Autonomous cars are coming -- that much we know.
Nissan promises to debut models by 2020. So does Mercedes-Benz. Tesla may arrive a few years earlier. And Google, the company that most folks currently associate with self-driving vehicles? Who knows?
But what about Toyota, the world's largest automaker? We're glad you asked: today, Toyota announced plans to roll out autonomous vehicles by "the mid-2010s".
Well, sort of.
The high-tech Toyotas of the near future won't be fully autonomous. Rather, they'll feature Toyota's "next-generation advanced driving support system", dubbed Automated Highway Driving Assist. Unlike some of the other autonomous systems we've seen, AHDA is meant to be used primarily at highway speeds.
AHDA consists of two main features. One is dubbed Lane Trace Control, which is like a conventional lane-assist system on steroids. Rather than simply sounding an alert when drivers stray from their lanes, Lane Trace Control deploys an array of cameras and radar to steer the car, actively keeping it on the right path. Toyota says that "The system adjusts the vehicle’s steering angle, driving torque and braking force when necessary to maintain the optimal line within the lane."
AHDA's other feature is perhaps the most intriguing: Cooperative-adaptive Cruise Control. Like Lane Trace Control, Cooperative-adaptive Cruise Control takes existing safety technology -- in this case, adaptive cruise control -- and gives it a significant boost.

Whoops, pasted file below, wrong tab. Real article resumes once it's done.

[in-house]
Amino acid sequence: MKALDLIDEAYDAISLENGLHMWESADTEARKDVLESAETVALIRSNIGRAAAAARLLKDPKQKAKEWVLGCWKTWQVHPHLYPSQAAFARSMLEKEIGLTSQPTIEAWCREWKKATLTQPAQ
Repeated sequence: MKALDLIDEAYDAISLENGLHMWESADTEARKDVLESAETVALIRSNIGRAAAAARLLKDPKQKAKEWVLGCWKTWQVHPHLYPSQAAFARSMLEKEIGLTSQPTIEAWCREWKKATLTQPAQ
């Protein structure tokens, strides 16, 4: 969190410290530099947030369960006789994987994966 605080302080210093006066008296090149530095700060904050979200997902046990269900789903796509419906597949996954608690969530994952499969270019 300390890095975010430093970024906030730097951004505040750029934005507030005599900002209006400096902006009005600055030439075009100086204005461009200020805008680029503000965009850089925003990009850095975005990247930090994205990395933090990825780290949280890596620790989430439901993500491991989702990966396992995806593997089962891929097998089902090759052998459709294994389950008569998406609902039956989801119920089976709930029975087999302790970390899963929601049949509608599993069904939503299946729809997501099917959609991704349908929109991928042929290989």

Most adaptive cruise controls operate in a vacuum, using cameras and other sensors to react when the cars ahead slow down. Cooperative-adaptive Cruise Control, however, has the ability to keep multiple cars in line via vehicle-to-vehicle communication. According to Toyota, it uses "700-MHz band vehicle-to-vehicle ITS communications to transmit acceleration and deceleration data of preceding vehicles so that following vehicles can adjust their speeds accordingly to better maintain inter-vehicle distance."
In other words, not only does Cooperative-adaptive Cruise Control make use of typical adaptive cruise control features, it also sends a vehicle's speed data to the cars traveling behind it. If those vehicles are equipped with Cooperative-adaptive Cruise Control (or some other compatible system), they'll be able to speed up and slow down without input from the driver. Volvo has made use of similar technology in its impressive SARTRE "road train" system.
All of this is in keeping with what we've assumed for years -- namely, that autonomous technology won't hit all at once, but in bits and pieces, until vehicles become fully self-driving. That could result in far fewer traffic fatalities and eliminate the problem of distracted driving -- though by then, we'll probably have found some other danger to keep the Department of Transportation up at night.